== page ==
Behind Enemy Lines: Part III

Our experts, John Crist of Bear Report and Nate Caminata of Roar Report, venture Behind Enemy Lines for a closer look at Sunday's contest between the Bears and Lions at Soldier Field.

C Olin Kreutz vs. DT Ndamukong Suh

Can the vet put the brakes on the rookie standout? He'll need to if Chicago wants to maintain any kind of a viable pocket for Jay Cutler. Suh was already getting double teams in the preseason, and that allowed fellow tackle Corey Williams and the ends to attack a compromised offensive line. Since Chicago already has a question mark hovering over that group, Kreutz's ability to neutralize Suh will invariably affect this game. - Nate Caminata

RBs Matt Forte and Chester Taylor vs. Lions Linebackers
Forte only had two 100-yard games in 2009, but the Bears are fortunate that both of them were against the Lions and a defense that ranked dead last in points allowed. But if Suh is as good as advertised, and he's supposed to be the best defensive tackle prospect to come along in a decade, then perhaps Forte and Taylor need to do the majority of their damage out of the backfield. Aside from Pro Bowler Julian Peterson, the Lions don't look very strong at linebacker with DeAndre Levy listed as doubtful on the injury report, meaning Forte and Taylor should have the ability to cash in on some catch-and-run chances. - John Crist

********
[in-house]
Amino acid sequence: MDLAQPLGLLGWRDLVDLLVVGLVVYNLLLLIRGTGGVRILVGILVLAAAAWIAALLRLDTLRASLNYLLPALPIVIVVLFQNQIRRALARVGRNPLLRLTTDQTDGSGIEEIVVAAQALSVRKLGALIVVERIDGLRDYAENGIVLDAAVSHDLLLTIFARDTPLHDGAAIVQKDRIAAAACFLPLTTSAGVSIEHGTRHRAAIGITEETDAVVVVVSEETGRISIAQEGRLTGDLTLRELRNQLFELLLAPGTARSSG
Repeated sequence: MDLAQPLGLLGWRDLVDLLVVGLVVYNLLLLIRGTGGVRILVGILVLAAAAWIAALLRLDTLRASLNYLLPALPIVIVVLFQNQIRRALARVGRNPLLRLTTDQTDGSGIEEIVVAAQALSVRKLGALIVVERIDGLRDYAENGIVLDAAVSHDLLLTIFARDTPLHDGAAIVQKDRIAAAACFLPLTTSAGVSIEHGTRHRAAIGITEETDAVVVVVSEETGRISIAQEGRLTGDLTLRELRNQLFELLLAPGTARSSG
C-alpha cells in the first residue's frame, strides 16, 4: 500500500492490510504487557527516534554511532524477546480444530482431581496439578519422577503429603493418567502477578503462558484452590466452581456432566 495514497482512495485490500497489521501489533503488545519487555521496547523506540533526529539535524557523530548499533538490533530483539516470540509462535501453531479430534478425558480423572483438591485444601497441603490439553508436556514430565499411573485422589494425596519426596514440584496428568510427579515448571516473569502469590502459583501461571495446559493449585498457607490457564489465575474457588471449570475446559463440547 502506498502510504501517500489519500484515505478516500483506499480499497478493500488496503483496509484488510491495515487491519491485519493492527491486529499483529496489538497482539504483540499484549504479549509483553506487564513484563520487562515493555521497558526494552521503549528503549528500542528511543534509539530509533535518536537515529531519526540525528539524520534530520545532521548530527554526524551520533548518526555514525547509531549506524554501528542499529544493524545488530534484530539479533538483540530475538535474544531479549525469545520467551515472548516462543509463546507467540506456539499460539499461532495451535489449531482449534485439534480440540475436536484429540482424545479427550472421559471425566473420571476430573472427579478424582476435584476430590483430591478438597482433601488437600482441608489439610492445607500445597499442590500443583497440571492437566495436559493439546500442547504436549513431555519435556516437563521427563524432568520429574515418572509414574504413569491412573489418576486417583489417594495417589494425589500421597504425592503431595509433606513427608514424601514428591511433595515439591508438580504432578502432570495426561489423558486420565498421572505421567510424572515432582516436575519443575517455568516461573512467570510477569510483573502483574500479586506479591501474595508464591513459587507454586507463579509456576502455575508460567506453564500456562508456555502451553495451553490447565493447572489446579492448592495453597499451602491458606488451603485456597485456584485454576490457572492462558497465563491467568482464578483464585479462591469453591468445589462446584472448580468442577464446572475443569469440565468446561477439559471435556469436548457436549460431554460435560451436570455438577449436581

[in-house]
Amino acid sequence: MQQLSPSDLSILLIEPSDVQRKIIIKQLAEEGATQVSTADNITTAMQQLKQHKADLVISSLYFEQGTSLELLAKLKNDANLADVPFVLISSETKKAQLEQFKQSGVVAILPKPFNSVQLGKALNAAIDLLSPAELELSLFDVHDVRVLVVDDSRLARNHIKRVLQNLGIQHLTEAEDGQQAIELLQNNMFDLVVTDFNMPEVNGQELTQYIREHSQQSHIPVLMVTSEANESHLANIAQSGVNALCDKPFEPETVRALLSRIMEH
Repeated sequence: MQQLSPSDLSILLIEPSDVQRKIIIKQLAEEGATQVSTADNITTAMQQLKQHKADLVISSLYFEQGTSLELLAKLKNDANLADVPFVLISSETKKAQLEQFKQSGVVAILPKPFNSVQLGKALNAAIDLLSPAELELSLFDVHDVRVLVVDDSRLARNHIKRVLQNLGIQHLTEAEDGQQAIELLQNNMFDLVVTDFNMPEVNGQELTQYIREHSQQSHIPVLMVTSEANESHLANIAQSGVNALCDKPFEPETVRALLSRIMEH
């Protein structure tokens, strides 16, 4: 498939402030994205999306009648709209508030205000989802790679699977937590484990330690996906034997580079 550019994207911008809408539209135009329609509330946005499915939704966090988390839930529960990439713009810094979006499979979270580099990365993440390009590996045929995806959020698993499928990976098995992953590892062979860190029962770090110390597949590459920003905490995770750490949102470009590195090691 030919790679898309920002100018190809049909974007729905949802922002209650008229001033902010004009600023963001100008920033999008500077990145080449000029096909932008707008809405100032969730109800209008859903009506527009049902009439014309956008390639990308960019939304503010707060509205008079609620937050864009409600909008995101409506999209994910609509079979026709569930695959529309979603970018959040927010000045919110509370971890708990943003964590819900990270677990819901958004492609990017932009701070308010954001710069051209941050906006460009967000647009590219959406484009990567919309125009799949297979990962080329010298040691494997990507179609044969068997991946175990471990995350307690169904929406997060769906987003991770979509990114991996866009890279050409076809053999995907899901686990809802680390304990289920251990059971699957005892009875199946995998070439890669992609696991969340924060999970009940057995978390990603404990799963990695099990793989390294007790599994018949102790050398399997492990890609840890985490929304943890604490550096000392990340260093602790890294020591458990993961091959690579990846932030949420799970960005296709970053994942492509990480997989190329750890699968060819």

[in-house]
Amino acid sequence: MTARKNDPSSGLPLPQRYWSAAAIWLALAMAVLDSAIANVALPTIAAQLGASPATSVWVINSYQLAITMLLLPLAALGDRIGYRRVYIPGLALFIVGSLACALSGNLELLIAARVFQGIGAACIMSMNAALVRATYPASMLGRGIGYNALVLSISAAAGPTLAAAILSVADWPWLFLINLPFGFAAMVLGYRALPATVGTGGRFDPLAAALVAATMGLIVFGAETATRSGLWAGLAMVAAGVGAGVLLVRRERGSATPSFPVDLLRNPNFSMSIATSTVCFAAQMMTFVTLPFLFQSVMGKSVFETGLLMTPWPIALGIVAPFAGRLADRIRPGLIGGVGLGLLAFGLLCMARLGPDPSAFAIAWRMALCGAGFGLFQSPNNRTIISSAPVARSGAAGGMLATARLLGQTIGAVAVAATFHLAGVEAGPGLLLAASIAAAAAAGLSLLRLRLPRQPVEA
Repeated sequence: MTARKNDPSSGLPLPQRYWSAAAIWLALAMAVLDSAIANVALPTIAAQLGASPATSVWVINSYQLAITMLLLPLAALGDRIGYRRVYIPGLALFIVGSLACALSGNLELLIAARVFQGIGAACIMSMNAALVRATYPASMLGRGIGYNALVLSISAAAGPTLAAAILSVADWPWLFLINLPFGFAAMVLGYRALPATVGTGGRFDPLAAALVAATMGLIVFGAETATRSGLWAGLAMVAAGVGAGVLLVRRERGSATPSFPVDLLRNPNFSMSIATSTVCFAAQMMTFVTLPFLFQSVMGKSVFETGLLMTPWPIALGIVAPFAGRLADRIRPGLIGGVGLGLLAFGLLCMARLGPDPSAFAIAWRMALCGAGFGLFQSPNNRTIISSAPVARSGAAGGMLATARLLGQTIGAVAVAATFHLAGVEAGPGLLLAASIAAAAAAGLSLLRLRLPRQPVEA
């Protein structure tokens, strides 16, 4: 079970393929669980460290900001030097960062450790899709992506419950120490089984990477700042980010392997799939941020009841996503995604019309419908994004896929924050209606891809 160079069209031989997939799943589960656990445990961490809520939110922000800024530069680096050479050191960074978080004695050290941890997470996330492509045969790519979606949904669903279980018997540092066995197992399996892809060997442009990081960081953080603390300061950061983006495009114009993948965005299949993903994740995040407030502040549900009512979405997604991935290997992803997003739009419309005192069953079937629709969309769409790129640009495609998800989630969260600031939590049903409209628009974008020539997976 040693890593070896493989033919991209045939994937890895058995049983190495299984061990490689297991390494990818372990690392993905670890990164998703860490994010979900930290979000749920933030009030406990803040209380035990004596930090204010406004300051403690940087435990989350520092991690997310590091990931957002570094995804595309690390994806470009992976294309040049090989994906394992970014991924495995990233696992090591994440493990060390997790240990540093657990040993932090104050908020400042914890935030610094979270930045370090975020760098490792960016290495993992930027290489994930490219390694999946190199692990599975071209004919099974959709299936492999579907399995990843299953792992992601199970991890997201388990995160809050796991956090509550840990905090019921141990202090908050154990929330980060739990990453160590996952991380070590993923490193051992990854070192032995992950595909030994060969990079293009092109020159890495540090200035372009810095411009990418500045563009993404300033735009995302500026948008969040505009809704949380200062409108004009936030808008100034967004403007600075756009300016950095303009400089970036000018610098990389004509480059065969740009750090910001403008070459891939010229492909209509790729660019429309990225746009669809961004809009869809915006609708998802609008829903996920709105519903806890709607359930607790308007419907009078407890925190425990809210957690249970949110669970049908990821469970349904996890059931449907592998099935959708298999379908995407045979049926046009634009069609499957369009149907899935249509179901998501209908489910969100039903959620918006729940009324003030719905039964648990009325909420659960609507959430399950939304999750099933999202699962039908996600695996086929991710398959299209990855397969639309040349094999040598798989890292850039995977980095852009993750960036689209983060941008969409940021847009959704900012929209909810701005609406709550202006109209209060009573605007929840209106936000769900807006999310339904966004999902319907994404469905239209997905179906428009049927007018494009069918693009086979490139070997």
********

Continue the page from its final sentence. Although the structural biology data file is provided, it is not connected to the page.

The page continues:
Bears Linebackers vs. TE Tony Scheffler

Scheffler has made a living out of finding soft spots in opposing defenses, and Chicago's Tampa-2 style will give the veteran tight end his opportunities, especially if Detroit's Jahvid Best can keep Brian Urlacher's eyes occupied. Scheffler prefers to operate in the middle of the field, and Matthew Stafford doesn't mind roping passes in there should it be available. If Detroit's offense can be productive without having to rely upon its talented receiving corps, Chicago will be in trouble. - NC

DE Julius Peppers vs. OTs Jeff Backus and Gosder Cherilus
General manager Jerry Angelo paid Peppers a king's ransom to ramp up what has been a dormant pass rush in recent years, and Sunday will be his first opportunity to prove he was worth the record-setting investment. The hope was that the five-time Pro Bowler's presence would pay dividends for the likes of fellow end Mark Anderson and three technique Tommie Harris, but while Peppers looked to be good as advertised during the exhibition slate, there has been no osmosis effect for the other defensive linemen. If coach Lovie Smith is true to his word, Peppers will be switching back and forth between the right and left side, meaning he'll face both Backus and Cherilus over the course of the game. - JC

DT Ndamukong Suh
Gregory Shamus/Getty

... Stafford's targets give him opportunities on the field. If it comes down to a shootout, the Lions offense is more explosive and capable than Cutler and Co. Whether it's Calvin Johnson, Nate Burleson, Scheffler or utilizing Best out of the backfield, the weapons in Detroit's arsenal have a very capable trigger man. Of course, that doesn't mean much if they're unable to gain separation or establish rhythm, which puts the onus directly on Chicago's defense. - NC